SPRINGFIELD — The Illinois House late Wednesday gave final passage to a bill that repeals the state’s Parental Notice of Abortion Act, clearing the way for Gov. JB Pritzker to sign it into law.
The bill narrowly passed out of the Senate on Tuesday night on a 32-22 vote, with three Democrats voting no and six Democrats not voting.
It passed the House after 11 p.m. Wednesday, 62-51. Because it did not receive a three-fifths majority, or 71 votes, it cannot take effect until June 1, 2022.
The parental notification law in its current form was passed in 1995 but did not take effect until 2013 because of litigation. It requires abortion providers to notify a parent or adult family member at least 48 hours in advance of performing the procedure on a patient younger than age 18.
It does not require the consent of a parent and it allows for a judicial bypass in cases of medical emergencies or if the minor declares in writing that she is a victim of sexual abuse, neglect of physical abuse by an adult family member.
Supporters of repealing the notice requirement said it deters many pregnant minors from seeking abortion services and could put them in danger if the parent who would be notified is their abuser.
They also argued that the judicial bypass provision is both intimidating and overly burdensome, especially since the onset of the pandemic, which forced many courts to stop holding in-person hearings.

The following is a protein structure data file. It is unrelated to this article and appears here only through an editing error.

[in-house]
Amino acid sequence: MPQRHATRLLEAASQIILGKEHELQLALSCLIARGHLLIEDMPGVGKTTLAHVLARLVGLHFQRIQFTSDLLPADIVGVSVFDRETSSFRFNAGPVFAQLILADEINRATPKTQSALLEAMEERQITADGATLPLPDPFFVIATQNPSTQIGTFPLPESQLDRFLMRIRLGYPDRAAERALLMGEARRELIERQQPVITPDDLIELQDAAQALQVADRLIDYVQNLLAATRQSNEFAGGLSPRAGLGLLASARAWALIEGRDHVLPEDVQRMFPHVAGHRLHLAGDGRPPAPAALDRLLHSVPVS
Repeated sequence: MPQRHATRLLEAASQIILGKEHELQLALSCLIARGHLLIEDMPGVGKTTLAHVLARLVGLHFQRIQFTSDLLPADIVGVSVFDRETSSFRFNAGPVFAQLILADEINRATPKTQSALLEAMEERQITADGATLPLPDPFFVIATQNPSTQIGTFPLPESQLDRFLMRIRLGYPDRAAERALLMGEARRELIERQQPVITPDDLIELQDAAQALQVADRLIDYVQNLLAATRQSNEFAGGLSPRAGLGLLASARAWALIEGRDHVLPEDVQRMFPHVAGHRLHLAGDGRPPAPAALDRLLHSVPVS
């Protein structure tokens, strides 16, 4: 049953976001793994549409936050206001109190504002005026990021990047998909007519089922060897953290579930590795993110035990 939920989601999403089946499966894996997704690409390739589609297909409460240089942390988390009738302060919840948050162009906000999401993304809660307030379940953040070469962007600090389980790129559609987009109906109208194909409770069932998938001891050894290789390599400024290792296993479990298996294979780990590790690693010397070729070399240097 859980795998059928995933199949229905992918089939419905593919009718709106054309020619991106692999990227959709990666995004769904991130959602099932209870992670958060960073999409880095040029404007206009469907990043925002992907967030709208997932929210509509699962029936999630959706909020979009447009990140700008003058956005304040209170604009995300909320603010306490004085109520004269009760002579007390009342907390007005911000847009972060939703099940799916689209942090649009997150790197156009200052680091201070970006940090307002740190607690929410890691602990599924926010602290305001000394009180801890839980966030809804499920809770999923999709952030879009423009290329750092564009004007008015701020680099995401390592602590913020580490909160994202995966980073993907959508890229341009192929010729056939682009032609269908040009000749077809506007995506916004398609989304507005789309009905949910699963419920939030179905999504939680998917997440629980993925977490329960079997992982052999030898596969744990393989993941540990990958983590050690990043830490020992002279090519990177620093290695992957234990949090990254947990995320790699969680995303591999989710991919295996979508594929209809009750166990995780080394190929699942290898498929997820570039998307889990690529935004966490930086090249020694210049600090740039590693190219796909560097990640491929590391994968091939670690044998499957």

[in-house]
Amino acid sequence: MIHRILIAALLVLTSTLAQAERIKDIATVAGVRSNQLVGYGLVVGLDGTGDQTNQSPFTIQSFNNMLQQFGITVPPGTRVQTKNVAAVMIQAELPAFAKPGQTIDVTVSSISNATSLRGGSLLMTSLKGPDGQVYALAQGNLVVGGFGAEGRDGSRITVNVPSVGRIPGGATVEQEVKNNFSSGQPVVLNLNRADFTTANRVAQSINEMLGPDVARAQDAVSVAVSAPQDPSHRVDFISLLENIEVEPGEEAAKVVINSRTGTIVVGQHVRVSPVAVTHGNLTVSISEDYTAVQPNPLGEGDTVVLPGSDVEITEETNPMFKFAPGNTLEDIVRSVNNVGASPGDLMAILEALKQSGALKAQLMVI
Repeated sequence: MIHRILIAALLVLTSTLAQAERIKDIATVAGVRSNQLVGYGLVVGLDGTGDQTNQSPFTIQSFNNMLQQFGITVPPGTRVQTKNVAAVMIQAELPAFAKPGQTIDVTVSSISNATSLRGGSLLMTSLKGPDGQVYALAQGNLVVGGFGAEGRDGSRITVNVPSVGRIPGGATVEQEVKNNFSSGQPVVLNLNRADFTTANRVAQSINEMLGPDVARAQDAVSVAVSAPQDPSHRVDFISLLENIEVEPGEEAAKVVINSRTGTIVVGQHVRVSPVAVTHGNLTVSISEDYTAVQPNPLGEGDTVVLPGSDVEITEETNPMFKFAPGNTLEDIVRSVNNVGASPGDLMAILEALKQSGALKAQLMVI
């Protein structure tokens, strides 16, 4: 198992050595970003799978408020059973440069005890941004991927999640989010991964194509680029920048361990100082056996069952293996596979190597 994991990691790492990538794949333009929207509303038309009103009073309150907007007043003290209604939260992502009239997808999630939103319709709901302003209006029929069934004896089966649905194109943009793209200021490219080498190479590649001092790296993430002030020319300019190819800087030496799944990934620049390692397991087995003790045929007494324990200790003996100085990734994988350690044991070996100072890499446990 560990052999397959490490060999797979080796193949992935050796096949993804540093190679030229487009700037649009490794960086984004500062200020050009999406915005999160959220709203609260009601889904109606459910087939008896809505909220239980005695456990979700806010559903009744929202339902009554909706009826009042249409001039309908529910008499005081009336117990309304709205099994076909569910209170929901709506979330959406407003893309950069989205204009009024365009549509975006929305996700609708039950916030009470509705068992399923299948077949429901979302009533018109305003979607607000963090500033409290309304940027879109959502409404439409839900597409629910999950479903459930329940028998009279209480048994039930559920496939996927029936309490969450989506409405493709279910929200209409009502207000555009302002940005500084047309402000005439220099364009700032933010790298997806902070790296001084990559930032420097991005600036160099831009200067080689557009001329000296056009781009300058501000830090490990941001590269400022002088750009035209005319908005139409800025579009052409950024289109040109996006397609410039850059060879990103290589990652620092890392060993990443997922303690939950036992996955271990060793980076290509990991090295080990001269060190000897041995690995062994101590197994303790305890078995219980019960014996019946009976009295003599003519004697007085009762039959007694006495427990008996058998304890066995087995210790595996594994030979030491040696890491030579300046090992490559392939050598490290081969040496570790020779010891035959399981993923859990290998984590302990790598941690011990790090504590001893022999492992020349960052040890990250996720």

Susan Fox Gillis, a retired Cook County circuit judge, told the House Executive Committee on Wednesday that since the law was enacted, she and her colleagues in the court had heard “hundreds” of cases from minors seeking a judicial bypass.
“That law, in my experience as a judge tasked with deciding these waivers, is unnecessary, overly punitive, and it places burdens on young women seeking health care. It should be repealed,” she said. “Each of the young women who came before me had good reasons for not sharing her decision with a parent.”
Opponents of the bill, however, argued that the issue is not about a pregnant minor’s right to seek an abortion but rather the right of parents to be involved in their child’s health care decisions.
“No abortion clinic should be able to perform irreversible surgery on either of my daughters without telling me,” Mary Hallan FioRito, an attorney with the Catholic Women’s Forum, told the committee. “At a time when there is so much division in our state, in our country, the Parental Notice of Abortion Act is a popular and broadly supported and reasonable safeguard that allows parents to properly exercise responsibility for the care of their children.”
This story has been updated to include the results of the floor vote.